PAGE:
Tuesday, January 11, 2011

The Gospel for believers

I have created a new term: enjedification. Its meaning comes from the two words that were joined in its formulation. Enjedification is the process by which one is edified in a manner that is enjoyable. So, instead of saying a book was both enjoyable and edifying, I can simply say "I found that book enjedifying." This random word-generation came as I was contemplating the book For the Fame of God's Name. Edited by Sam Storms and Justin Taylor, the book is full of essays by a group of highly esteemed theologians and pastors. I have, thus far, really appreciated this work; it has been enjoyable and edifying - enjedifying!

D. A. Carson authored a chapter entitled What Is The Gospel?-Revisited. It is from this chapter that I share the following passage:
The gospel is not a minor theme that deals with the entry into the Christian way, to be followed by a lot of material that actually brings about the life of transformation. Very large swaths of evangelicalism simply presuppose that this is the case. Preaching the gospel, it is argued, is announcing how to be saved from God's condemnation; believing the gospel guarantees you won't go to hell. But for actual transformation to take place, you need to take a lot of discipleship courses, spiritual enrichment courses, "Go deep" spiritual disciplines courses,and the like. You need to learn journaling, or asceticism, or the simple lifestyle or Scripture memorization; you need to join a small group, an accountability group, or a women's Bible study. Not for a moment would I speak against the potential for good of all of these steps; rather, I am speaking against the tendency to treat these as postgospel disciplines, disciplines divorced from what God has done in Christ Jesus in the gospel of the crucified and resurrected Lord.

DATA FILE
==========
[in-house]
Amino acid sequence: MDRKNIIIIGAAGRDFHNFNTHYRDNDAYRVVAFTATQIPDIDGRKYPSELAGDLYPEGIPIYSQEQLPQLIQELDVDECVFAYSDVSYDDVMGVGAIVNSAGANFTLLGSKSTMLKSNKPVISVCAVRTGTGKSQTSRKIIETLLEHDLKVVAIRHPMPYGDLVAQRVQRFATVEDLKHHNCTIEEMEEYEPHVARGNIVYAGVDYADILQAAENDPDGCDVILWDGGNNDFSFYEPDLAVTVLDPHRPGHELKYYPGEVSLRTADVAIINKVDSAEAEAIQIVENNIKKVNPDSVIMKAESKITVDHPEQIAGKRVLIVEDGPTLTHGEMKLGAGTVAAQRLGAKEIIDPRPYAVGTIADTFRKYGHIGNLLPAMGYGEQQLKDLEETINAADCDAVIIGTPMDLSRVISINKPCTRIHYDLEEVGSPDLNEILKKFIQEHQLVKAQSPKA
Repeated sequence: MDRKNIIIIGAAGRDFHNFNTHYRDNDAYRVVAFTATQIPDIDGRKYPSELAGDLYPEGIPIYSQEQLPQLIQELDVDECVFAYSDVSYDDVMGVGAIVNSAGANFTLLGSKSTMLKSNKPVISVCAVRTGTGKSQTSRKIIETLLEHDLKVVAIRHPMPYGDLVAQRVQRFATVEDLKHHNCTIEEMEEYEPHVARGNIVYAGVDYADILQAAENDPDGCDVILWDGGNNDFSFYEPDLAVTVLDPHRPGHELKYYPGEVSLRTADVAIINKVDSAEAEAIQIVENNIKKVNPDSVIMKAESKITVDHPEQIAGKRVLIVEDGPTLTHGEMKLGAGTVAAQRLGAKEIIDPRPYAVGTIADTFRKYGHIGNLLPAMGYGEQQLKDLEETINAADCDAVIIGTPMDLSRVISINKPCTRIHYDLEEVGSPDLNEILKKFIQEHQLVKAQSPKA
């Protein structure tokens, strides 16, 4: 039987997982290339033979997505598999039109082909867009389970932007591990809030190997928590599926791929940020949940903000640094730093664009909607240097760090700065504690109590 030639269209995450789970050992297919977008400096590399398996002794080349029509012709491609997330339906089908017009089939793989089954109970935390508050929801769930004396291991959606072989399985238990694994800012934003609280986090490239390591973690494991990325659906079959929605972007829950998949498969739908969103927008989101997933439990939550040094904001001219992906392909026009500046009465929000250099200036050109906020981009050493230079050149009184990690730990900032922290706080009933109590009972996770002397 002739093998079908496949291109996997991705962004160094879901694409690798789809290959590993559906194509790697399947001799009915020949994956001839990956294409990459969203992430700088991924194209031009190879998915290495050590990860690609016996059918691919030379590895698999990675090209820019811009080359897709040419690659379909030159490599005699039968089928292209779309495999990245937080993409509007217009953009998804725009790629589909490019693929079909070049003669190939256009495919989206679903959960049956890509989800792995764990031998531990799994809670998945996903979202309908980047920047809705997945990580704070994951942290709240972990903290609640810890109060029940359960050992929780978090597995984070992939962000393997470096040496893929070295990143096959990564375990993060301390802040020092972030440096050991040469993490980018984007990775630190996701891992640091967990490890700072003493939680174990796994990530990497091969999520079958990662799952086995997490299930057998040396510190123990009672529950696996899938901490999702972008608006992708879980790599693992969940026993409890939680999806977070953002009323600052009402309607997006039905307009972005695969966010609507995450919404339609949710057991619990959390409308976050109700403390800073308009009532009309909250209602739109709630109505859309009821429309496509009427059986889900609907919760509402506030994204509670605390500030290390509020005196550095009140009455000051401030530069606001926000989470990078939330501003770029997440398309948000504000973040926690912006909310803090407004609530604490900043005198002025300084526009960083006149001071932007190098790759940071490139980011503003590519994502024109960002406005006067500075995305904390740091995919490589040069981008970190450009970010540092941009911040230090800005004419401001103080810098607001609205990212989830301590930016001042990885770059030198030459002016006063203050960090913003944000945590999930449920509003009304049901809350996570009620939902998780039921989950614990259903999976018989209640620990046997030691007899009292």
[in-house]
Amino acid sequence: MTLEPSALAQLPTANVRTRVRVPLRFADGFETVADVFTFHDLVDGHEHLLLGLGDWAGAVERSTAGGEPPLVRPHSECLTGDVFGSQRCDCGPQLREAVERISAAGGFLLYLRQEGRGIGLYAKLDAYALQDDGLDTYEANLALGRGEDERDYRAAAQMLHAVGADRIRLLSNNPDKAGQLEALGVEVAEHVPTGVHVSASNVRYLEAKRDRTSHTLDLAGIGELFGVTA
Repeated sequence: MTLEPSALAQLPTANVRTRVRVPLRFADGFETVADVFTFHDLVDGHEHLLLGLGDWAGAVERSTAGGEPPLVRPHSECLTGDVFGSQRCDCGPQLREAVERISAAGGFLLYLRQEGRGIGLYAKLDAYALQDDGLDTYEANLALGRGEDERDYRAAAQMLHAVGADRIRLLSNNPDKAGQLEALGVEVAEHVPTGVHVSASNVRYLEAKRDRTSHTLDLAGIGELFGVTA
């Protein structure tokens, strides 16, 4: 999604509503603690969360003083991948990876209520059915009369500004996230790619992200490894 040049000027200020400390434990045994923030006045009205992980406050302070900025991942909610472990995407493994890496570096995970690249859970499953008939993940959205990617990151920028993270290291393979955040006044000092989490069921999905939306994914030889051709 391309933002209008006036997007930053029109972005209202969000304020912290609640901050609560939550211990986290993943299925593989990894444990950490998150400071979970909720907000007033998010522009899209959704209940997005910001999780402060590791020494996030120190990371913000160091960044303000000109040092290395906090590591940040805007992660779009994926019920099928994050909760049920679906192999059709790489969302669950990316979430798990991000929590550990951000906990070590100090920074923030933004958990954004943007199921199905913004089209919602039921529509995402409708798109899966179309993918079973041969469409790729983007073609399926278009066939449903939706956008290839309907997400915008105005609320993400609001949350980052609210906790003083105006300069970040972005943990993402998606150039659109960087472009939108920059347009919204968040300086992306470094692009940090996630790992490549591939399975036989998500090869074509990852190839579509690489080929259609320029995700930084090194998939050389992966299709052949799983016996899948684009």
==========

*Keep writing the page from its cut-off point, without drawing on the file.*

Carson goes on to say that having this perspective, one that relegates the gospel to a message for getting into heaven, has "huge and deleterious consequences." First, "if the gospel becomes that by which we limp into the kingdom, but all the business of transformation turns on postgospel disciplines and strategies, then we shall constantly be directing the attention of people away from the gospel, away from the cross and resurrection. Soon the gospel will be something that we quietly assume is necessary for salvation, but not what what we are excited about, not what we are preaching, not the power of God."

The gospel is for believers every bit as much as it is for non-believers; an enjedifying reminder for us all.

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